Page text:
The court refused to dismiss a case against Google in which individuals claim that the search giant invaded their privacy when it collected data from unencrypted Wi-Fi networks.
The Court rejected Google's argument that US wiretapping law means it was lawful for it to intercept data belonging to members of the public sent over open Wi-Fi networks.
The Wiretap Act, which was updated in 1986 by the Electronic Communications Privacy Act (ECPA), prohibits the interception of radio communications but an exception in the law allows radio communications to be intercepted if they are not scrambled or encrypted and are deemed "readily accessible to the general public", the ruling said.
The judge rejected Google's claims that the exemptions should apply to Wi-Fi communications and has allowed the case against it to be heard at a full trial.
Lawmakers only intended the legal exemptions to apply to communications made via traditional radio services, the judge said in his ruling.
"Merely pleading that a network is unencrypted does not render that network readily accessible to the general public and serve to remove the intentional interception of electronic communications from that network from liability under the Electronic Communications Privacy Act (ECPA)," the judge said in his ruling.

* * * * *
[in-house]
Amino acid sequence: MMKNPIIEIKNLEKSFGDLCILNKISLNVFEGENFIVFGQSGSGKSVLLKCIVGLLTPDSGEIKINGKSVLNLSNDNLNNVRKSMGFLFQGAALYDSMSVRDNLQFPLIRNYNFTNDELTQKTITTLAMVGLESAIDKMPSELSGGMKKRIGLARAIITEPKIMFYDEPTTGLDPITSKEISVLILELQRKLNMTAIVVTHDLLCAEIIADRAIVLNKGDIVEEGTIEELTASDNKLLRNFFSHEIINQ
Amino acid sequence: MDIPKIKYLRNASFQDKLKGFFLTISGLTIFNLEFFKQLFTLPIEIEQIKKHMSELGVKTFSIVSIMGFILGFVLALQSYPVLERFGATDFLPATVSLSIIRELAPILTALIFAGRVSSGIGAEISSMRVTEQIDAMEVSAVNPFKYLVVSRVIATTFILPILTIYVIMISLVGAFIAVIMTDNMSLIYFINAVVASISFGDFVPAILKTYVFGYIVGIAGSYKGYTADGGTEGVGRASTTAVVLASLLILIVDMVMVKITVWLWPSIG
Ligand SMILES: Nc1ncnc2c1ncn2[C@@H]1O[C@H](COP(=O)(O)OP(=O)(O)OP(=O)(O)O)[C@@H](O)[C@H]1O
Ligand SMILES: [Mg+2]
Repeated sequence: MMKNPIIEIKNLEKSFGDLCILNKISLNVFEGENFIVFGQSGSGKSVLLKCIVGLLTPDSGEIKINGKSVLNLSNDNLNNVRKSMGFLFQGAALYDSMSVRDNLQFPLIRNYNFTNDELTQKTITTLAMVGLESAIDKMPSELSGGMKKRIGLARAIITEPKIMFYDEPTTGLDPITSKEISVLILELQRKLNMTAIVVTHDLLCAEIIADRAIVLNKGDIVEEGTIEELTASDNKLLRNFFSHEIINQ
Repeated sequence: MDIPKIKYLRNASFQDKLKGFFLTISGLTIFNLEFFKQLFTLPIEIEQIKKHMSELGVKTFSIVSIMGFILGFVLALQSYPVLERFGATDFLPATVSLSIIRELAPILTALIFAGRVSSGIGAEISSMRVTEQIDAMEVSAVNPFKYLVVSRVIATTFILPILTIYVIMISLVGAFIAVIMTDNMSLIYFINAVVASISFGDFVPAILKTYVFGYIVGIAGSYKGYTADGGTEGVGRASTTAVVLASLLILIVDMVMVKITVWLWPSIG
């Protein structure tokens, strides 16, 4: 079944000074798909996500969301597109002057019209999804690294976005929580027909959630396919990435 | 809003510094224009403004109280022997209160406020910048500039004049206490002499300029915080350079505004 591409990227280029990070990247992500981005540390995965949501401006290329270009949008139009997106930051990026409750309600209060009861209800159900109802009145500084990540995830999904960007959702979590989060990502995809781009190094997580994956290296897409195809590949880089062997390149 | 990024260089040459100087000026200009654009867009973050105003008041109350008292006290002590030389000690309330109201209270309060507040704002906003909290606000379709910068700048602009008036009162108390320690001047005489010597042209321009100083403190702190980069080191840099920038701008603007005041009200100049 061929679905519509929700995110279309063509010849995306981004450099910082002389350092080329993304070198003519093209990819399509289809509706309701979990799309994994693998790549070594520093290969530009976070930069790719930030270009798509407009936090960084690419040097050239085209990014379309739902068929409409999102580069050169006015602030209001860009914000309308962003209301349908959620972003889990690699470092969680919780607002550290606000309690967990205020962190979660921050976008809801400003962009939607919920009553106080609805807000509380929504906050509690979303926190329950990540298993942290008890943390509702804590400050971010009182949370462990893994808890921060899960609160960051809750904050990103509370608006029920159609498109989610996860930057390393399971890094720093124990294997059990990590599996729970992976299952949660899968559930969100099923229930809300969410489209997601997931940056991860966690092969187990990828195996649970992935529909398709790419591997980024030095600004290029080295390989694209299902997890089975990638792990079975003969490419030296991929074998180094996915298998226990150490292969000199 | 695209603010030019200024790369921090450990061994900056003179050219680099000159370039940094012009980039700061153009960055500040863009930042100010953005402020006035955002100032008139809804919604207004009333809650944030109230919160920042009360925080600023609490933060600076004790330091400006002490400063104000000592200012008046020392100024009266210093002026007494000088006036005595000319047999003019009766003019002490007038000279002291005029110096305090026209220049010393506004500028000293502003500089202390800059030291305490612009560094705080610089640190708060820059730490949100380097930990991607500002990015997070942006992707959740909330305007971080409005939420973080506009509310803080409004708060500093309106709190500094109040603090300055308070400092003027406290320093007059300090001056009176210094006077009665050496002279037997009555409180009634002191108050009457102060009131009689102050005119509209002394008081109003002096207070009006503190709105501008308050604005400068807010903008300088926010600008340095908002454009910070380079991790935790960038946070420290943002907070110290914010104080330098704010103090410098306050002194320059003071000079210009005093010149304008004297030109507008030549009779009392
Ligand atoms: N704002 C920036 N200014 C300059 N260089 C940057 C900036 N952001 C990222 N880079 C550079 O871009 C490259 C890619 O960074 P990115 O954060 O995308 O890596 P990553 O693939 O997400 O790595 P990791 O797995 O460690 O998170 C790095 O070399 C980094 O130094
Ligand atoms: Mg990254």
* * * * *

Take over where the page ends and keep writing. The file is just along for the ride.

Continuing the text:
Members of the public claim that Google invaded their privacy by intercepting information about them, the ruling said.
Google obtained the information, which included the name and number of the Wi-Fi network, usernames, passwords and personal email addresses, to improve location-based services, the ruling said.
Google operates map and search services that rely heavily on location data.
The company obtained the information from technology deployed on its Street View vehicles, the ruling said. Google's Street View is a software program that stitches together images of places. It allows users to interactively navigate locations over the internet from a first person perspective.
Earlier this year Google was fined €100,000 by France's privacy regulator after it said the company was collecting WiFi users' data without telling them.
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